NASHVILLE, Tenn. (WKRN) — Crowds flocked to Lower Broadway in downtown Nashville over Labor Day weekend, which led Mayor John Cooper to close a portion of the road to traffic to allow more space for social distancing.
The city closed Lower Broad between Fourth and Fifth avenues from 6 to 11 p.m. Sunday so pedestrians would have more space while waiting in line to enter reduced capacity restaurants and bars.
Mayor Cooper announced the decision on social media about an hour before it went into effect.
The decision came after thousands of people packed Broadway’s bars, restaurants and sidewalks Saturday night, creating the largest crowds Broadway has seen since the pandemic began.
Visitors told News 2 Mayor Cooper’s decision made a noticeable difference.
“It’s definitely a little less crowded, there definitely seems to be a lot more patrol from law enforcement, definitely feeling 100 percent safe,” said Fatine Ouazzani.
“It was more crowded last night than it is tonight, there’s more space on the sidewalks, more distancing,” said tourist Shannon Crawford.
The street closure created more room for bar-goers to walk around and space out. Lines formed in the street, rather than on cramped lower Broadway sidewalks.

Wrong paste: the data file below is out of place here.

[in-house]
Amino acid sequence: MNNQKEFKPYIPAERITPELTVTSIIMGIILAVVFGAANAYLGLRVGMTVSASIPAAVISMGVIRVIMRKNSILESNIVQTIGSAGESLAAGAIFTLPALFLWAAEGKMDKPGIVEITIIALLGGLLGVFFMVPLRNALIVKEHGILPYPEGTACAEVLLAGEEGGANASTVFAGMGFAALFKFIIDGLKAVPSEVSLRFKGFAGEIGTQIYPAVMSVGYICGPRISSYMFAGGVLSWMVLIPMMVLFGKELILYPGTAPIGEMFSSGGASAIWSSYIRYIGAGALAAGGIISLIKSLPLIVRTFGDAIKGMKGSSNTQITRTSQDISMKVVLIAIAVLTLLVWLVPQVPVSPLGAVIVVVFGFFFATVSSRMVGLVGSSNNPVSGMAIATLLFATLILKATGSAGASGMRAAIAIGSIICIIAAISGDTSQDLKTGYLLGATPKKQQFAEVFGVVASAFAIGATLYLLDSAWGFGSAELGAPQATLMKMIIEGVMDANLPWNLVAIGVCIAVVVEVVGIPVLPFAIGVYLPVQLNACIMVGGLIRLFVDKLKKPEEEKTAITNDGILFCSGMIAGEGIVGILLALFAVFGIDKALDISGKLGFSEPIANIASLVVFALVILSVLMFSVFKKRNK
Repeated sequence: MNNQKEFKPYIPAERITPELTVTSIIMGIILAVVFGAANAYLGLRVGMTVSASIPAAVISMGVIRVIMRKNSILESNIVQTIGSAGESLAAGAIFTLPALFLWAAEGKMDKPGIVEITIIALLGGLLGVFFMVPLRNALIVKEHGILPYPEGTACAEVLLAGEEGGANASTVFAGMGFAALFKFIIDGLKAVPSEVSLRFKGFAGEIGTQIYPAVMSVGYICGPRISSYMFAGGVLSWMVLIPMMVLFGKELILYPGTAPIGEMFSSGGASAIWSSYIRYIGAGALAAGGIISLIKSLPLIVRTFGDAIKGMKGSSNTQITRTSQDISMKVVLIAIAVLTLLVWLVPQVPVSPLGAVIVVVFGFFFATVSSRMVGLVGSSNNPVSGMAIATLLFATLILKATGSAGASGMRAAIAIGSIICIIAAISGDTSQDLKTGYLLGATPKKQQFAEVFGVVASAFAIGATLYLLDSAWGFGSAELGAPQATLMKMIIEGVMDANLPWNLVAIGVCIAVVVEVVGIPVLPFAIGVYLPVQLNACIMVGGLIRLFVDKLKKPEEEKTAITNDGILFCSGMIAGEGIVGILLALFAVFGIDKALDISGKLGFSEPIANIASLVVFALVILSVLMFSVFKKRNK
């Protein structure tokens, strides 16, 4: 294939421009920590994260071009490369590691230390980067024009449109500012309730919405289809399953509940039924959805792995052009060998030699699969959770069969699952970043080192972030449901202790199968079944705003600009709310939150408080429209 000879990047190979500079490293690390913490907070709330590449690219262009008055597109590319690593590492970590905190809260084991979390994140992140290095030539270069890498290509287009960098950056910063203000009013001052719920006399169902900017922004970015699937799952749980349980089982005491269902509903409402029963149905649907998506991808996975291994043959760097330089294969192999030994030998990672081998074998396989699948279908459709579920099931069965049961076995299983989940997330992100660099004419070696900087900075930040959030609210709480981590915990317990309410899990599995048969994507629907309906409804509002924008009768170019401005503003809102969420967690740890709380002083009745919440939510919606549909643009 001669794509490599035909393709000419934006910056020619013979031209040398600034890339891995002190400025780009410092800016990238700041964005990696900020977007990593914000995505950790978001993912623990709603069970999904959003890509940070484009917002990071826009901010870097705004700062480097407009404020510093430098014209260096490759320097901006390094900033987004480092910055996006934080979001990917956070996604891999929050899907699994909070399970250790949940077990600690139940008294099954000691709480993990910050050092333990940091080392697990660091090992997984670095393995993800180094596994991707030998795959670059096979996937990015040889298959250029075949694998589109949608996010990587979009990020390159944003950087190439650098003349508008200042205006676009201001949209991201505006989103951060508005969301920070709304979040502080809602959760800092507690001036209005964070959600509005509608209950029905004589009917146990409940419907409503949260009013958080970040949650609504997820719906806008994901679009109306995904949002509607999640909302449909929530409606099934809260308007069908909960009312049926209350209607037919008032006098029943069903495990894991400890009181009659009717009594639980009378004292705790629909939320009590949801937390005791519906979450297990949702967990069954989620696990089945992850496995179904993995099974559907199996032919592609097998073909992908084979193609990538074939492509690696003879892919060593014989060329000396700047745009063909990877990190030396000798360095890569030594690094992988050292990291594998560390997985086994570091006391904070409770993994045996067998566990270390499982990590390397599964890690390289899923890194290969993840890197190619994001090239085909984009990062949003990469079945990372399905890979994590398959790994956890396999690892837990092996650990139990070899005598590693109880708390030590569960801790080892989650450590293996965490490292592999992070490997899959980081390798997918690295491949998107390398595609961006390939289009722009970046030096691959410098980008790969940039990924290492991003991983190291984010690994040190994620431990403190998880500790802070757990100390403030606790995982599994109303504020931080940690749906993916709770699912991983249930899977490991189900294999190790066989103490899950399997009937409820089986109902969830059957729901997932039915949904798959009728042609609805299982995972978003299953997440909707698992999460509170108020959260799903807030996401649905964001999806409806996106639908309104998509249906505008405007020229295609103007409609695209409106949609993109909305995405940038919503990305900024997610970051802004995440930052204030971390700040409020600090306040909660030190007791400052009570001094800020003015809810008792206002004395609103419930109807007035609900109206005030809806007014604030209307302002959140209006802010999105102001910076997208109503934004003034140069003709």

On Saturday night, people packed sidewalks while waiting in lines to get inside establishments.
“I’m going to be honest with you, we’re walking up and down the street just like New York City. Back and forth like sardines,” tourist James Colley said.
Bars were closed last holiday weekend, the Fourth of July, as Nashville experienced a huge spike in COVID-19 cases. But that didn’t stop people from coming downtown to celebrate.
Similar crowds were seen around downtown Nashville during Memorial Day weekend when the city first began easing restrictions.
In early July, 88 of every 100,000 residents tested positive for COVID-19 and now that number has dropped to 15.2, making the transmission rate in Nashville the lowest since March.
Since then, the city has seen a slow but steady improvement against COVID-19 but health leaders warn we must do our best to avoid a relapse.
“We must remain vigilant and continue to do what we have been doing to fight this virus. We did see a spike after Memorial Day and after the Fourth of July holiday. We have made significant progress over the past several weeks. So please, let’s not lose the momentum we have gained over this holiday,” explained Dr. Alex Jahangir with Metro’s coronavirus task force.
On Saturday, 35 new cases of COVID-19 were reported in Davidson County and on Sunday, the number jumped to 118. If Labor Day weekend causes a spike, it could be days or even a couple of weeks until the numbers reflect it.